Terry Deary, shock horror, supports his local council, Sunderland, as it looks into the possibility of closing libraries to save money. While authors up and down the land protest any and all cuts on libraries, he thinks libraries have had their day and are no longer relevant.
The concept of a free library came into being in 1850 and the idea of free books is now entrenched in our psyche. In Victorian times the impoverished had no access to literature, but now they do, via the compulsory schooling for which we all pay. Deary claims that books are entertainment, and should be paid for just as people buy cinema tickets and tv licences.
Authors, he says, are not “like Enid Blyton, middle-class women indulging in a pleasant little hobby. They need to eat, and have to make a living.”
The maximum amount possible a writer can earn from the Public Lending Right scheme is capped at £6,600. Deary claims that if he sold a book he would get 30p per book rather than the 6.2p PLR offers. Therefore, instead of earning £6,000 from PLR for a title, he should be getting £180,000.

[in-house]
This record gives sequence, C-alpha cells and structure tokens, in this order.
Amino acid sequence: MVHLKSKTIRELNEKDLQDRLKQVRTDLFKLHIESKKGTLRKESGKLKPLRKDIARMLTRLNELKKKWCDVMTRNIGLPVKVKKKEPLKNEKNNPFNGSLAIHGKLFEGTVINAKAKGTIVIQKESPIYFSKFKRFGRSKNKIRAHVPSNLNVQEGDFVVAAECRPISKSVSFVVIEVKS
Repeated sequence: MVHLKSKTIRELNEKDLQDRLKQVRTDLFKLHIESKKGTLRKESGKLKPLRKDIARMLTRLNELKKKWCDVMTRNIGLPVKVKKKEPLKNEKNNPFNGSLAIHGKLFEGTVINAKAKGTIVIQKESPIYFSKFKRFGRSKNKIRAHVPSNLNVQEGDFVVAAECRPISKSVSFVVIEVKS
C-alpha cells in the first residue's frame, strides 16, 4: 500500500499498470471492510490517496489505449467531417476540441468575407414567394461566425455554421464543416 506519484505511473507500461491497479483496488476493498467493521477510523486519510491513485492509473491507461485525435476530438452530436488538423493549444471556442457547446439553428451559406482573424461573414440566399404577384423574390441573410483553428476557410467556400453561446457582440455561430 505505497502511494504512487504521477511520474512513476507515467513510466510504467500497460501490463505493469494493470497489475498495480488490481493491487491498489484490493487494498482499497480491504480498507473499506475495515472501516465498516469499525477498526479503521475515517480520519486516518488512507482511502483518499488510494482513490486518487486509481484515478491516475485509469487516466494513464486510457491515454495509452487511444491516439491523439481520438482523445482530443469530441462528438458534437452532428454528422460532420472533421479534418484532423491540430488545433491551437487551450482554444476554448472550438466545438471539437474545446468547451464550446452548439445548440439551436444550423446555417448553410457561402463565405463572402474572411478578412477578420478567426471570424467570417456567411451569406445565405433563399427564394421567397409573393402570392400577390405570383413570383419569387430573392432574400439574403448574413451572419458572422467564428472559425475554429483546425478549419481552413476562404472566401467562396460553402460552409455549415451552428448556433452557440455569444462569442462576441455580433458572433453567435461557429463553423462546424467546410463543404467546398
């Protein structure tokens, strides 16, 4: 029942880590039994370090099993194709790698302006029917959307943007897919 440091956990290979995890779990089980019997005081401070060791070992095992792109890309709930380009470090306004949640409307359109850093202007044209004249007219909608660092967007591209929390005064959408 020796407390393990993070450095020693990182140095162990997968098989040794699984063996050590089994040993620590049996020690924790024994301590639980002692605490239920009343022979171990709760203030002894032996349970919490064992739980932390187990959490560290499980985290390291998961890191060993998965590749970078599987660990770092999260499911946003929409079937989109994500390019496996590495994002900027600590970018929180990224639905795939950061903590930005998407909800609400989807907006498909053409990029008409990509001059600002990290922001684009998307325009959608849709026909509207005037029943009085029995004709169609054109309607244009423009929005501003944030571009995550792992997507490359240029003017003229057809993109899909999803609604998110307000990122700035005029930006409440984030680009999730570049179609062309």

“But never mind my selfish author perception,” he says. “What about bookshops?” Bookshops are closing down because someone is giving away their product for free. Libraries give nothing back, but booksellers pass on money to both publisher and author. Libraries damage the book industry. They cost vast amounts of money when most are used by diminishing numbers of people.
I hate to admit it, but his argument makes sense.
OTOH, we do pay for library books via our taxes, though not at the going rate. Libraries do purchase the books they lend, so money goes to publishers. But publishers receive only one payment while the book is loaned and read until it falls to pieces. There is an argument that library users will risk reading an unknown author whereas they may not pay out good money for something they may not enjoy. Libraries help authors build a following. And not everyone can afford to go out and buy a book whenever they want something to read. I doubt very much that the habit of reading would rise if libraries were abolished. Would Mr Deary be as well-known as he is, if libraries had not promoted his books for all to sample? Probably not. I have to say that the libraries do good work and this country would be poorer if we followed Mr Deary’s suggestions.